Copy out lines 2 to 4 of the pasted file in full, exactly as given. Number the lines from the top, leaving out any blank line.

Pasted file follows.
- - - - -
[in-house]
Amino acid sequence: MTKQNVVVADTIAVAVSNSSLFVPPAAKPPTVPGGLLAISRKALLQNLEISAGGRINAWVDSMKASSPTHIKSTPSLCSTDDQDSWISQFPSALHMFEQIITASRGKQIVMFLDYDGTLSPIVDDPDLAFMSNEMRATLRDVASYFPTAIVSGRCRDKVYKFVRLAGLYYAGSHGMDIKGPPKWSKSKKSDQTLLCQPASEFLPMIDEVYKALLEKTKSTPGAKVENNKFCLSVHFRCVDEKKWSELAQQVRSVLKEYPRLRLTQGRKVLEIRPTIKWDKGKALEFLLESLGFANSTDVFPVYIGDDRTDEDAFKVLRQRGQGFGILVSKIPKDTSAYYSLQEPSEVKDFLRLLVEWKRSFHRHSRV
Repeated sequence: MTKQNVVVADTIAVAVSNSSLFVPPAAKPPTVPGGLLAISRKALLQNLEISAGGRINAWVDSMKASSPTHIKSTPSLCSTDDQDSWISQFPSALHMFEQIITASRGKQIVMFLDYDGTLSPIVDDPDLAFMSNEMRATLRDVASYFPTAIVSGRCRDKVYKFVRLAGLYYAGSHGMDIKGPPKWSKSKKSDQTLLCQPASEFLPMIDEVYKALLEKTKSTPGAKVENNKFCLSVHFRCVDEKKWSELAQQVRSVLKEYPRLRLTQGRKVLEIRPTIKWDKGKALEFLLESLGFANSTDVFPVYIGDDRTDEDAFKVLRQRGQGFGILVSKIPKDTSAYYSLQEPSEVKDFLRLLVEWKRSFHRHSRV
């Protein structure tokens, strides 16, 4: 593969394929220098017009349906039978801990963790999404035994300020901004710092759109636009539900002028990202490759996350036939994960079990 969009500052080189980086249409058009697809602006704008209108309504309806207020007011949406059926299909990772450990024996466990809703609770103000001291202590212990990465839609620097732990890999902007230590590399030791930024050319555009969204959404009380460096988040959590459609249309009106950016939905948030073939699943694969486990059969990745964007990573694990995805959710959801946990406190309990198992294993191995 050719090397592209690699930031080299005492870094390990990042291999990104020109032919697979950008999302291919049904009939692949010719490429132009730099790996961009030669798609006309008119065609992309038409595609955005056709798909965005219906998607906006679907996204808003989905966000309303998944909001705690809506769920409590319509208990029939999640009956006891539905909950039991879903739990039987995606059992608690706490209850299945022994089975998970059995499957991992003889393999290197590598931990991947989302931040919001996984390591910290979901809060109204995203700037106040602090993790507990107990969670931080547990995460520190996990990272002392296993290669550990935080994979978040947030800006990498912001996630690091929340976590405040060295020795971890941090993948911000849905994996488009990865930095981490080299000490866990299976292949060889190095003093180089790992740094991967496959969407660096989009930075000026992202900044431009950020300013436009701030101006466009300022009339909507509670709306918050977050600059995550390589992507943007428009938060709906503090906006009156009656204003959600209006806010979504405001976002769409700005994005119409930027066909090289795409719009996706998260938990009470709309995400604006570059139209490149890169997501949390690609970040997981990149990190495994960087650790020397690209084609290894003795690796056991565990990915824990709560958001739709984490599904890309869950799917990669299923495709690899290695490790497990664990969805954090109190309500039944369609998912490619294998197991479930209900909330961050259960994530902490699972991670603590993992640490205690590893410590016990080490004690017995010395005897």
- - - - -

Amino acid sequence: MTKQNVVVADTIAVAVSNSSLFVPPAAKPPTVPGGLLAISRKALLQNLEISAGGRINAWVDSMKASSPTHIKSTPSLCSTDDQDSWISQFPSALHMFEQIITASRGKQIVMFLDYDGTLSPIVDDPDLAFMSNEMRATLRDVASYFPTAIVSGRCRDKVYKFVRLAGLYYAGSHGMDIKGPPKWSKSKKSDQTLLCQPASEFLPMIDEVYKALLEKTKSTPGAKVENNKFCLSVHFRCVDEKKWSELAQQVRSVLKEYPRLRLTQGRKVLEIRPTIKWDKGKALEFLLESLGFANSTDVFPVYIGDDRTDEDAFKVLRQRGQGFGILVSKIPKDTSAYYSLQEPSEVKDFLRLLVEWKRSFHRHSRV
Repeated sequence: MTKQNVVVADTIAVAVSNSSLFVPPAAKPPTVPGGLLAISRKALLQNLEISAGGRINAWVDSMKASSPTHIKSTPSLCSTDDQDSWISQFPSALHMFEQIITASRGKQIVMFLDYDGTLSPIVDDPDLAFMSNEMRATLRDVASYFPTAIVSGRCRDKVYKFVRLAGLYYAGSHGMDIKGPPKWSKSKKSDQTLLCQPASEFLPMIDEVYKALLEKTKSTPGAKVENNKFCLSVHFRCVDEKKWSELAQQVRSVLKEYPRLRLTQGRKVLEIRPTIKWDKGKALEFLLESLGFANSTDVFPVYIGDDRTDEDAFKVLRQRGQGFGILVSKIPKDTSAYYSLQEPSEVKDFLRLLVEWKRSFHRHSRV
């Protein structure tokens, strides 16, 4: 593969394929220098017009349906039978801990963790999404035994300020901004710092759109636009539900002028990202490759996350036939994960079990 969009500052080189980086249409058009697809602006704008209108309504309806207020007011949406059926299909990772450990024996466990809703609770103000001291202590212990990465839609620097732990890999902007230590590399030791930024050319555009969204959404009380460096988040959590459609249309009106950016939905948030073939699943694969486990059969990745964007990573694990995805959710959801946990406190309990198992294993191995 050719090397592209690699930031080299005492870094390990990042291999990104020109032919697979950008999302291919049904009939692949010719490429132009730099790996961009030669798609006309008119065609992309038409595609955005056709798909965005219906998607906006679907996204808003989905966000309303998944909001705690809506769920409590319509208990029939999640009956006891539905909950039991879903739990039987995606059992608690706490209850299945022994089975998970059995499957991992003889393999290197590598931990991947989302931040919001996984390591910290979901809060109204995203700037106040602090993790507990107990969670931080547990995460520190996990990272002392296993290669550990935080994979978040947030800006990498912001996630690091929340976590405040060295020795971890941090993948911000849905994996488009990865930095981490080299000490866990299976292949060889190095003093180089790992740094991967496959969407660096989009930075000026992202900044431009950020300013436009701030101006466009300022009339909507509670709306918050977050600059995550390589992507943007428009938060709906503090906006009156009656204003959600209006806010979504405001976002769409700005994005119409930027066909090289795409719009996706998260938990009470709309995400604006570059139209490149890169997501949390690609970040997981990149990190495994960087650790020397690209084609290894003795690796056991565990990915824990709560958001739709984490599904890309869950799917990669299923495709690899290695490790497990664990969805954090109190309500039944369609998912490619294998197991479930209900909330961050259960994530902490699972991670603590993992640490205690590893410590016990080490004690017995010395005897």